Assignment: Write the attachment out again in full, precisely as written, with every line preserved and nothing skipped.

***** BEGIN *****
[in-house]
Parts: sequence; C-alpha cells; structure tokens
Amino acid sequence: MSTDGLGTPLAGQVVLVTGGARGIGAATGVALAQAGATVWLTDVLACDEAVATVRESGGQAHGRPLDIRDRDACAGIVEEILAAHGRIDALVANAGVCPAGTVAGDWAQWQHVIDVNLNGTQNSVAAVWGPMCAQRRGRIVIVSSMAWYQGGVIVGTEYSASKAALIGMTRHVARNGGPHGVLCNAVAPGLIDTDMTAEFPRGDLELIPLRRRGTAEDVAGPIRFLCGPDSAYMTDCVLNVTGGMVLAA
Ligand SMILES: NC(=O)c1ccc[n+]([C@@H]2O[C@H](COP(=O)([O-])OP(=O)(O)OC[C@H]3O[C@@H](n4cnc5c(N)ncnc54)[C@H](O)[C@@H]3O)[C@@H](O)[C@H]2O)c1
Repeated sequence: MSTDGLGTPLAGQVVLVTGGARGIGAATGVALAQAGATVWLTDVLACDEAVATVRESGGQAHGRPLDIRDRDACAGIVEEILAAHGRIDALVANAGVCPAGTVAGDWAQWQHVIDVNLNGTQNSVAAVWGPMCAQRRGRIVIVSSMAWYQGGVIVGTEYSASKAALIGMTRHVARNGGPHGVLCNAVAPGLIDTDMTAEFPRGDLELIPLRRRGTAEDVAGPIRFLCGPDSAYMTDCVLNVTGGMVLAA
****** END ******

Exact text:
[in-house]
Parts: sequence; C-alpha cells; structure tokens
Amino acid sequence: MSTDGLGTPLAGQVVLVTGGARGIGAATGVALAQAGATVWLTDVLACDEAVATVRESGGQAHGRPLDIRDRDACAGIVEEILAAHGRIDALVANAGVCPAGTVAGDWAQWQHVIDVNLNGTQNSVAAVWGPMCAQRRGRIVIVSSMAWYQGGVIVGTEYSASKAALIGMTRHVARNGGPHGVLCNAVAPGLIDTDMTAEFPRGDLELIPLRRRGTAEDVAGPIRFLCGPDSAYMTDCVLNVTGGMVLAA
Ligand SMILES: NC(=O)c1ccc[n+]([C@@H]2O[C@H](COP(=O)([O-])OP(=O)(O)OC[C@H]3O[C@@H](n4cnc5c(N)ncnc54)[C@H](O)[C@@H]3O)[C@@H](O)[C@H]2O)c1
Repeated sequence: MSTDGLGTPLAGQVVLVTGGARGIGAATGVALAQAGATVWLTDVLACDEAVATVRESGGQAHGRPLDIRDRDACAGIVEEILAAHGRIDALVANAGVCPAGTVAGDWAQWQHVIDVNLNGTQNSVAAVWGPMCAQRRGRIVIVSSMAWYQGGVIVGTEYSASKAALIGMTRHVARNGGPHGVLCNAVAPGLIDTDMTAEFPRGDLELIPLRRRGTAEDVAGPIRFLCGPDSAYMTDCVLNVTGGMVLAA